RIGA - Another eventful March 16 in Latvia came and went, though this time a massive police presence, including hundreds of troops in shiny new riot gear, prevented any widespread civic unrest between Latvians and Russians. Police said that some 1,500 people participated in the five gatherings that had received permission from city authorities, while 12 were detained for minor violations.
The major event was the laying of flowers by war veterans 's many former legionnaires 's and other Latvians in the morning. Num-bering about 500, the group attended a church service in Dome Cathedral and then proceeded to the Freedom Monument to lay flowers. Part of the group moved on, while others stayed behind and sang two songs.
Later in the day several hundred Latvians, many of whom are members of the National Force Union, also laid flowers at the freedom monument.
In the meantime, two groups consisting of ethnic Russians 's Latvia's Anti-Fascist Committee and an association of tenants of state-regulated housing 's also turned out in force, though in relatively small numbers. The anti-fascist group protested the commemoration of the legionnaires, whom they regard as fascists, while the tenants protested the lifting of rent ceilings in former housing that was returned to private hands after the collapse of the Soviet Union.
Journalists' presence was also significant, with many foreign correspondents arriving to cover the day's events.
The culmination came at 6:00 p.m., when the anti-fascist group of Russians, who numbered about 150, shouted "fascists" and "disgrace" at the Latvians who were proceeding from the Occupation Museum in City Hall Square to the Freedom Monument. The Latvians, who were separated from the hecklers by two rows of police, largely ignored the catcalls.
Prime Minister Aigars Kalvitis praised the police.
"Latvia's government is highly appreciative of the police performance on March 16, who demonstrated professionalism and responsibility and prevented violations," he said.
During the last two years Legionnaires' Day was marked by scuffles and numerous detainments.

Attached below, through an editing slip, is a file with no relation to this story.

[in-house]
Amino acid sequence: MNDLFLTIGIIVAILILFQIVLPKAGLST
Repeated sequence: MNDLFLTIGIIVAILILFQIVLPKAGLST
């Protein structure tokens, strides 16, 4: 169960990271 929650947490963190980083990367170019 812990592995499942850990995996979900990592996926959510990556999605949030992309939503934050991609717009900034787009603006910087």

In the weeks leading up to March 16, President Vaira Vike-Freiberga appealed to Latvians not to make a public display of the commemoration, since events are used to discredit the Baltic state.
"In my opinion, a person who considers himself a patriot of Latvia would not support such events with his presence," she told the Neatkariga daily in an interview. She said hostile foreign media use Legionnaires' Day to decry Latvia as "fascist."
"This insults me as president. I see it as an affront to the Latvian nation," she said.
The president demeaned marginal groups who gather on the day, saying for them it represented a big media opportunity and a chance to get one's picture in the papers.
The Latvian SS Voluntary Legion was formed in February 1943 by decree of Adolf Hitler. At first the legion consisted of four battalions fighting in the 2nd SS brigade, while later it was expanded to include police units.
Some legionnaires were volunteers who wanted to fight against the Soviet invader, while others were conscripted. In all, it is estimated that 52,000 Latvians fought in the legion's 15th and 19th divisions.
March 16 was chosen as the commemoration day for legionnaires since on that day in 1944 the legion's two divisions fought in a decisive battle against the Red Army near the Velikaya River as the Wehrmacht retreated westward.